This blog installment isn’t for everyone. This is for the people who now, or sometimes feel like the swing scene isn’t great to them, or for them, at least for some period of time. People who love dancing but get burned out on the politics, the hypocrisy, the groupthink or just the pettiness of some people.
When a person leaves the swing scene for a period of time, or forever, often only their close friends know why. There is no data for scene organizers to look at. There is no exit interview. There is no single reason why people leave, and that makes it hard to fix things. I suspect the reasons are far more numerous than anyone can guess, and that they are more nuanced than one blog can handle, they are not always negative, but often are. I suspect the reasons are unique and complicated, but I want to let you know you aren’t alone in those feelings. This is a blog for people who love dancing and people who love jazz music, but don’t find, or are having trouble with, finding a home in their scene. Maybe a small percentage of my readers can relate.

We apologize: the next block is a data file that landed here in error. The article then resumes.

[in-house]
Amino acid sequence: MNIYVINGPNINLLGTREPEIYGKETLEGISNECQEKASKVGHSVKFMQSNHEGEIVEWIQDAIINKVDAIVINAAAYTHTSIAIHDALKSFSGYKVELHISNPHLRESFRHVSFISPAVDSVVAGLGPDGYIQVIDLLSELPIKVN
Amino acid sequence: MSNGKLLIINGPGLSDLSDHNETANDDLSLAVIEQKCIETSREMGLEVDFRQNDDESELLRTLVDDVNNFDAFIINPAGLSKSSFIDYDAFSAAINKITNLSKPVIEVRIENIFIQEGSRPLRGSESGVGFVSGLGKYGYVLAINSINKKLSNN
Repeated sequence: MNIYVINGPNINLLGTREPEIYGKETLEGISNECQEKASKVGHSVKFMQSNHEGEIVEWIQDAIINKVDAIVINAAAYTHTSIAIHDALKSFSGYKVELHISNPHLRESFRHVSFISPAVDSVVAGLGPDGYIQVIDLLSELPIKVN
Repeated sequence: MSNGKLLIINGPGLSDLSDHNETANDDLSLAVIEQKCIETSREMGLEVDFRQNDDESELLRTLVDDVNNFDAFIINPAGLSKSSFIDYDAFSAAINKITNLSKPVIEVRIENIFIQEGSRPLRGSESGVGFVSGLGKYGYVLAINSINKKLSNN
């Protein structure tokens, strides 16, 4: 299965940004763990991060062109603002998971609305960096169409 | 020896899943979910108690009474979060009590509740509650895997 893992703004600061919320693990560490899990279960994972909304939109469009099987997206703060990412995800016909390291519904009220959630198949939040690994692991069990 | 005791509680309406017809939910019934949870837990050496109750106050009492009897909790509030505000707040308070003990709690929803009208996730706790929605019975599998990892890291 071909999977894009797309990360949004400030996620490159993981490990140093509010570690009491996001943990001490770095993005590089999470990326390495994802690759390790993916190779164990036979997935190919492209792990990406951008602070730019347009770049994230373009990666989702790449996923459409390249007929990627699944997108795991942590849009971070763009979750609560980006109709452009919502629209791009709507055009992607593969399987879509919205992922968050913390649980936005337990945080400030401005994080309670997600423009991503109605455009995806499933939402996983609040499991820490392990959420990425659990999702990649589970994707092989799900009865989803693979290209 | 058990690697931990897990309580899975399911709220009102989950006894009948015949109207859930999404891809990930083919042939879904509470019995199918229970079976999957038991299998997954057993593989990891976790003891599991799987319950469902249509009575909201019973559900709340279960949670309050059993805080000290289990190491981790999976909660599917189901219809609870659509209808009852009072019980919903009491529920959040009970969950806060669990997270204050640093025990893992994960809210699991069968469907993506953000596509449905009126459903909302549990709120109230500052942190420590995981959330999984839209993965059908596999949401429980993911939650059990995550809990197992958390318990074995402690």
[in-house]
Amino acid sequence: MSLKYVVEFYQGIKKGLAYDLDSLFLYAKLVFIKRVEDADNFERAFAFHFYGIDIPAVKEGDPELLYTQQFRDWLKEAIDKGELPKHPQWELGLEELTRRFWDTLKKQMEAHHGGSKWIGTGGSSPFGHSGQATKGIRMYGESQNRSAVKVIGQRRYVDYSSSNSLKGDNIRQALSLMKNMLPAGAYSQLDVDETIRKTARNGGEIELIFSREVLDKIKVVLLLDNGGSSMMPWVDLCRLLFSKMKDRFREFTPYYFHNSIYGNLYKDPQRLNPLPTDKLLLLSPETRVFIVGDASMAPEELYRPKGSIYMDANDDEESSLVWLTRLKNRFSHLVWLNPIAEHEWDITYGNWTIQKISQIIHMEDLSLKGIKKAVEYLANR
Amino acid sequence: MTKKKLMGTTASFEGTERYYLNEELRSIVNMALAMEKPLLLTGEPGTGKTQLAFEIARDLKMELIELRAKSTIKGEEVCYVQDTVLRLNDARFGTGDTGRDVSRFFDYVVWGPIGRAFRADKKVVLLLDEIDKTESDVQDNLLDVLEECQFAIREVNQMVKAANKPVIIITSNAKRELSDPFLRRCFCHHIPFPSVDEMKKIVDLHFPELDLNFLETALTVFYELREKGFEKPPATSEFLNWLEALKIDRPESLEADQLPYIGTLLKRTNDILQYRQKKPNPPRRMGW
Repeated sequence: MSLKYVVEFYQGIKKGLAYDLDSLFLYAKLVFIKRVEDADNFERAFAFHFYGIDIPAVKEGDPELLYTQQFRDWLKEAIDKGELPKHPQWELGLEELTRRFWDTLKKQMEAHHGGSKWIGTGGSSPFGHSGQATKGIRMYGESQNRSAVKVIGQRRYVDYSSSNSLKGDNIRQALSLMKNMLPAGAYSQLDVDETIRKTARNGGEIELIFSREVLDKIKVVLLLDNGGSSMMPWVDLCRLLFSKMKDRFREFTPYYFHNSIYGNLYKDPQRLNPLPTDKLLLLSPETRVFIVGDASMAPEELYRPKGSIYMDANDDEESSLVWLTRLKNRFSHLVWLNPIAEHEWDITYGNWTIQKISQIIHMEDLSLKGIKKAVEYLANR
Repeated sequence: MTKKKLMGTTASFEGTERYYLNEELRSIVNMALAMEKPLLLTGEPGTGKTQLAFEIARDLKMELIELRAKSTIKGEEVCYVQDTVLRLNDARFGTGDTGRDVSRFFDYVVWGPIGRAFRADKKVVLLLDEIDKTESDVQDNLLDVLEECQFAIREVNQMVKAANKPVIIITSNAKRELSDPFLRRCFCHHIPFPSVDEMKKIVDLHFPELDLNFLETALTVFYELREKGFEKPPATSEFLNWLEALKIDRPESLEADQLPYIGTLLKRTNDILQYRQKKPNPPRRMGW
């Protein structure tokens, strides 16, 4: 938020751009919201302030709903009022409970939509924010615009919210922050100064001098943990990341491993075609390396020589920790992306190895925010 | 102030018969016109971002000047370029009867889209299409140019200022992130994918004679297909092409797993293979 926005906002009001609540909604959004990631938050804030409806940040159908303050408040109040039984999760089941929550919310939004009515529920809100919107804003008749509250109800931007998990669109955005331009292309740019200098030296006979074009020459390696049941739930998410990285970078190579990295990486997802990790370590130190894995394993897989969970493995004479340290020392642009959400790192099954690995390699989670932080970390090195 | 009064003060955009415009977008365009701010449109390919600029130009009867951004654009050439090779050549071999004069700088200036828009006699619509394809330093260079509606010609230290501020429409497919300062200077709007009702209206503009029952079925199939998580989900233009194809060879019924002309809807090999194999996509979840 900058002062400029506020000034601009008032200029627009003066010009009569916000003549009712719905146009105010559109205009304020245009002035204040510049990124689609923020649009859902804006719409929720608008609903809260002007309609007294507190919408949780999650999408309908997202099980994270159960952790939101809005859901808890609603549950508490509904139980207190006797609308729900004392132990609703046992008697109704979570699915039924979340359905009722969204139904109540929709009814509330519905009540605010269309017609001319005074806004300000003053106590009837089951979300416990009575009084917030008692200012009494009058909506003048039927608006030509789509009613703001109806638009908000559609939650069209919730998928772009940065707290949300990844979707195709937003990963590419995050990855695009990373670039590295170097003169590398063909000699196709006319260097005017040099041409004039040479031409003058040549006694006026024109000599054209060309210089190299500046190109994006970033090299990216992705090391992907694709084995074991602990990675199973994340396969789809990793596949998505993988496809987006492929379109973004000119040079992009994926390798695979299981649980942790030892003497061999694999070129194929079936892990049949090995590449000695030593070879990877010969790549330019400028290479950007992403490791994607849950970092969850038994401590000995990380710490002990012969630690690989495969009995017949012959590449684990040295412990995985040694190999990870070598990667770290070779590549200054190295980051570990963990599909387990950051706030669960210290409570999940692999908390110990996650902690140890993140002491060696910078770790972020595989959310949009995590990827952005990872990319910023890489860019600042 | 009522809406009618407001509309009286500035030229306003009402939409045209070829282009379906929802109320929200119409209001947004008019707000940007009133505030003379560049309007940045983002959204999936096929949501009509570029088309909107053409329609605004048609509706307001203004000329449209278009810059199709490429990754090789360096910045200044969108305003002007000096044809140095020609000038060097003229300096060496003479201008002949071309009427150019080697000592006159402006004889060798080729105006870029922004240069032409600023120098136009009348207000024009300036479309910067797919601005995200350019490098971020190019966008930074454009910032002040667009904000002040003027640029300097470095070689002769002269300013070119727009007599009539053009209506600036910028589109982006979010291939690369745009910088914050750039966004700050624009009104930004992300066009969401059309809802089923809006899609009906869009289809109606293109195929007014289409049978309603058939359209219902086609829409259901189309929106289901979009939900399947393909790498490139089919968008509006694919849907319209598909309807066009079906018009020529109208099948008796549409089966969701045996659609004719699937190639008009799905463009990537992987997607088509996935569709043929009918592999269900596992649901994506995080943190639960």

I love dancing, and it’s taken a lot for me to hang onto that love at times. Other times I’ve felt blessed to feel things that I think only a few people get to feel. For me, going to a dance or an event is usually the most joyous thing in the world. Your friends are there, and they feel like your swing dance family, not just acquaintances. You’re met with hugs and handshakes and warm feelings, and you leave thinking it all ended too quickly. Other times, you might start to well up with anxiety, you might even feel like going out dancing is work. If you’ve ever felt that, this blog is for you. In an effort to figure out what causes these feelings, I started making a list of things that spurred negative vibes for me. These are a few:
- I am working more than others to make dancing happen in my city, and not getting enough appreciation for it. AKA burnout.